Storytelling Matters

The Live Art and the Power of Words

Daily Ghost Post – I is for Ibbur

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If you have been following this blog series thus far, you could be wary of cute pets, nature, and the call of nature (plus the usual array of ghouls, vampires, and other everyday supernatural beings). But today, for a change of pace, I offer a nice little ghostie with an adorable name – the Ibbur.

I am tickled by this outside-the-box little ghost.

Other ghosts imply evil, incite fright, or are impish incarnations from a dark other world. But not the ibbur.

As far as possession goes, visions of spewing spittle and horror may dance in your head (okay revolve in your head and with your head, I’m talking about possession after all).

But the Ibbur does none of that either.

The Ibbur is a good guy among ghosts and I want one.

In his book, Reimagining the Bible: The Storytelling of the Rabbis, the renowned folklorist and scholar, Howard Schwartz, shares a Midrashic tale which he says is the precursor to the Ibbur in Jewish folklore. Here is my retelling, below.

Once there was a student who was forlorn because he could not remember his studies. No matter what he did, when it came time to remember information or apply what he learned, his mind went blank. His teacher, a kindly and wise rabbi, wanted to help him out.
So the rabbi visited the student in a dream.
“Toss a stone three times whenever you forget your studies,” he whispered, “and help will come your way.”
When the student woke in the morning, he went to visit a dream interpreter, as was the custom of the day.
“I don’t want to throw stones at the rabbi. Can you please help me understand what this dream means?” the student begged.
After carefully listening to the student’s dream, the interpreter gave him advice.
“Throwing stones means reciting the material three times.”
From that day onward, the student did just that. Whenever he forgot his material, he recited it three times. And when he did this, well what do you know, his memory was restored.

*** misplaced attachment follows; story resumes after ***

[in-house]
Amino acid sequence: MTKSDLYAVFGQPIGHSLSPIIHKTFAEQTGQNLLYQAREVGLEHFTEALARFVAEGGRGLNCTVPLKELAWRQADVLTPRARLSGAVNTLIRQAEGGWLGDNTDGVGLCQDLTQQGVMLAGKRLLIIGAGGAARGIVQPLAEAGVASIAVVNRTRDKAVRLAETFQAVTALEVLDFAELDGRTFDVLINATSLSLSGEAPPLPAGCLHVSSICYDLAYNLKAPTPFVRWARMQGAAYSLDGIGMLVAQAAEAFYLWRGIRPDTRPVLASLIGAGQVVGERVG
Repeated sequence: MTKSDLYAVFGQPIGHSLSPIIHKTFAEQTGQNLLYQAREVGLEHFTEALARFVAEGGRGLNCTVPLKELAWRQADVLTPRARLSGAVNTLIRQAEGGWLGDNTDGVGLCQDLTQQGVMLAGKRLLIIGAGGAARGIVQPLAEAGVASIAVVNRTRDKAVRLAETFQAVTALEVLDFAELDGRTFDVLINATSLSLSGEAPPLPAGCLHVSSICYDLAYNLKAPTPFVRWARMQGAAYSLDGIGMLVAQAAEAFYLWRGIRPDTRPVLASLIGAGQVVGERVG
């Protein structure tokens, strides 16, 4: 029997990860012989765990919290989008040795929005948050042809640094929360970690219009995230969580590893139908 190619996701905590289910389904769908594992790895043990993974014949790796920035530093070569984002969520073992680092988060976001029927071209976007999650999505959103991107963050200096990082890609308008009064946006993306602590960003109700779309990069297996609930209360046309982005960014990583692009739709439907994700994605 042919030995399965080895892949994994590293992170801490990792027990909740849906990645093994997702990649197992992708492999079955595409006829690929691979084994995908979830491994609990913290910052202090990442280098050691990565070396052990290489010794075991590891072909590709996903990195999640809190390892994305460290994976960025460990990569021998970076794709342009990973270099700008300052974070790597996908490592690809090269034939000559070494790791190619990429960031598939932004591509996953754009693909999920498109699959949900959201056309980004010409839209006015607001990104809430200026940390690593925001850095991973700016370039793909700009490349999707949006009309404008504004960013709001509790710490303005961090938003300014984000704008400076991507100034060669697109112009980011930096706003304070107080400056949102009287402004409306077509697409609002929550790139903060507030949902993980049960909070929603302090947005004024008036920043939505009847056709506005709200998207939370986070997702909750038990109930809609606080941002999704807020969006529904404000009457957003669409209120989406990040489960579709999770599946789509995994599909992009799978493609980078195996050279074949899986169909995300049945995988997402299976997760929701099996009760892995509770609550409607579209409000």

In this little parable, the spirit of the rabbi jumped into the body of the student and shared wisdom while the student slept. The process when spirits move into other bodies is called transmigration. Since the rabbi transmigrated, that’s what makes the rabbi a forebear of the Ibbur – transmigration is the Iburr’Is M.O. The big difference between the rabbi’s helpful visitation and one from an Ibbur is that the rabbi was alive and that Ibburs are dead.

The word “Ibbur” means impregnation. One might say that the rabbi “impregnated” the student’s dream just as Ibburs “impregnate” their hosts’ spiritual center.

Ibburs can be sages or rabbis or any good, old soul who wants to continue doing good work after death. Think of the Ibbur as a spiritual philanthropist. Sometimes its goal is to heal the planet. Sometimes its goal is to help guide a particular deserving someone on his or her path in life.

Although the host isn’t always aware of the presence of an Ibbur, there are those times when an Ibbur asks permission to gain access to a host’s body. Folklore deems either mode of access to be a form of possession. But ibbur possession does not require exorcism. The Ibbur’s presence is temporary, like a wanted, helpful guest who stays just the right amount of time. It helps wash the proverbial dishes, leaves some nice parting gifts to the host (its good deeds), and moves on. How lovely to have an Ibbur come along just when you need a helping hand. That’s why I want one.